Jewish Life in Medieval Spain is a detailed exploration of the Jewish experience in medieval Spain from the dawn of Sephardic society in the ninth century to the expulsion of 1492. An important contribution of the book is the integration of the rise and fall of Jewish life in Muslim al-Andalus into the history of the Jews in medieval Christian Spain. It traces the collapse of Jewish life in Muslim Spain, the emigration of Andalusi Jewry to the lands of Christian Iberia, and the long and difficult confluence of these two distinct Jewish subcultures.
Focusing on internal developments of Jewish society, it offers a narrative of Jewish history from the inside out, bringing to light the various divisions and rivalries within the Jewish community. This approach, in turn, allows for a deeper understanding of the complex relations between Spanish Jews and their Muslim and Christian neighbors. Jonathan Ray's original perspective on the Jewish experience is particularly instructive when considering the widescale anti-Jewish riots of 1391. The combination of violence and mass conversion of the Jews irrevocably shifted the dynamics of inter-religious relations as well as those within the Jewish community itself. Yet even in the wake of these tragic events, the Jews of Spain continued to flourish, fostering a culture that they would carry into exile and that would preserve the memory of Jewish Spain for centuries to come.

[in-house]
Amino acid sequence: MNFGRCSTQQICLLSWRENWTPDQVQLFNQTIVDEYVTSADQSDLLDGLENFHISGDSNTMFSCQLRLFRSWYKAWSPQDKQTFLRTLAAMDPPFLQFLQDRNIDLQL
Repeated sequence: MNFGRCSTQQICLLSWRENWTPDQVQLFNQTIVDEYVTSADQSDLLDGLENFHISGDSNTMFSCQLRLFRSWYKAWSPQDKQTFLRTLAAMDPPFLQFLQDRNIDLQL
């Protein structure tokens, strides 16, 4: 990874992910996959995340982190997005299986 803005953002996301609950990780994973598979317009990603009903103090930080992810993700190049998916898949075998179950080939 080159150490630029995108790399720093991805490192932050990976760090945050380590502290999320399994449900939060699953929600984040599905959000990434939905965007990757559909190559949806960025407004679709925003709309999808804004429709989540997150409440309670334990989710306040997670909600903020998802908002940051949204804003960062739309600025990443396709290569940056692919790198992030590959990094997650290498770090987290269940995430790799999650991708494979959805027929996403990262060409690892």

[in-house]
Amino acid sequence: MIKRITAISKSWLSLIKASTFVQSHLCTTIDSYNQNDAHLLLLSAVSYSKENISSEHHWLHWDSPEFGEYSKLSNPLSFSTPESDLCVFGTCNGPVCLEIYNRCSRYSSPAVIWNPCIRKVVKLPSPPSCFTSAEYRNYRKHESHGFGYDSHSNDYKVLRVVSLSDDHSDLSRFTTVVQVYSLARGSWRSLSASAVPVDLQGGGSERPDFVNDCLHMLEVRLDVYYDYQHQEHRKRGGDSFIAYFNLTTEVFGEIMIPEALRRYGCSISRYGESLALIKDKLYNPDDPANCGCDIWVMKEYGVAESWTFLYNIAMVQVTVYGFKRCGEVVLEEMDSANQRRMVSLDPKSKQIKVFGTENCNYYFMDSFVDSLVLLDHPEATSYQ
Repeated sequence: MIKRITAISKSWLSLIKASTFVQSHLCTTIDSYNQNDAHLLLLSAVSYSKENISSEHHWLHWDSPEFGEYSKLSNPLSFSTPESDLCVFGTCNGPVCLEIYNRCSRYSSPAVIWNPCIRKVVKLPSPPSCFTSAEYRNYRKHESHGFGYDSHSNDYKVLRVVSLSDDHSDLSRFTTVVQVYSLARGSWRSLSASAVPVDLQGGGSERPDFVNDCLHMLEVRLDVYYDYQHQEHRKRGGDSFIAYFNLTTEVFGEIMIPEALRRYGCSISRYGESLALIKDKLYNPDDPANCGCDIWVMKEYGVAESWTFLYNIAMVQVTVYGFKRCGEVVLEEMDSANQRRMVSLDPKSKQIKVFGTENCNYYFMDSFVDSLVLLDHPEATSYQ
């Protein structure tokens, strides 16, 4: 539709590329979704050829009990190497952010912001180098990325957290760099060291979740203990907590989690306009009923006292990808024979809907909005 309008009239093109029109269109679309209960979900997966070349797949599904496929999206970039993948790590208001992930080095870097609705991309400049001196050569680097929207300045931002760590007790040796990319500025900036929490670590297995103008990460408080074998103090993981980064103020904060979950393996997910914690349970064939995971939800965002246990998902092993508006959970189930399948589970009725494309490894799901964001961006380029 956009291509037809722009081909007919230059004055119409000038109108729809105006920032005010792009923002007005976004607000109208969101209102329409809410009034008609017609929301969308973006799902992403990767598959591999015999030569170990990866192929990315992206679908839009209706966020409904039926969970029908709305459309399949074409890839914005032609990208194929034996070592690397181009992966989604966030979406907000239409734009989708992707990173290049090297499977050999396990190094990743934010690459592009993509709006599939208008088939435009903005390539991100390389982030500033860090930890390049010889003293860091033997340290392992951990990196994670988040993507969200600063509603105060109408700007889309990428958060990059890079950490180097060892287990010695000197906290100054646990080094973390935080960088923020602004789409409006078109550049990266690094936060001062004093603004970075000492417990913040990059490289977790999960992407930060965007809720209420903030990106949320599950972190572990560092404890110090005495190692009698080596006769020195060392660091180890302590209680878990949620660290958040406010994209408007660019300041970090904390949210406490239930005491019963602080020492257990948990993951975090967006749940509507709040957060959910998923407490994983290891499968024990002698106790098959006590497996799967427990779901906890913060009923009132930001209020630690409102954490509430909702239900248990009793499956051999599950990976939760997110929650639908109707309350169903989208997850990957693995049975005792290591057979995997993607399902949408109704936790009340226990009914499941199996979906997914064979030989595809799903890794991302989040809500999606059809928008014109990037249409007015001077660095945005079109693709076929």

Jonathan Ray is Professor of Jewish Studies at Georgetown University.
"[W]ell documented with extensive sources, the text examines Jewish lifewith numerous examples provided by individual and communal stories...For those already knowledgeable about the broad outlines of Al-Andalus, the Reconquista, the early Inquisition, and Sephardic history generally—particularly those reading for academic purposes—this book provides a compelling micro perspective adumbrated by daily life events."
Finalist for the National Jewish Book Award in the Sephardic Culture category, granted by the Jewish Book Council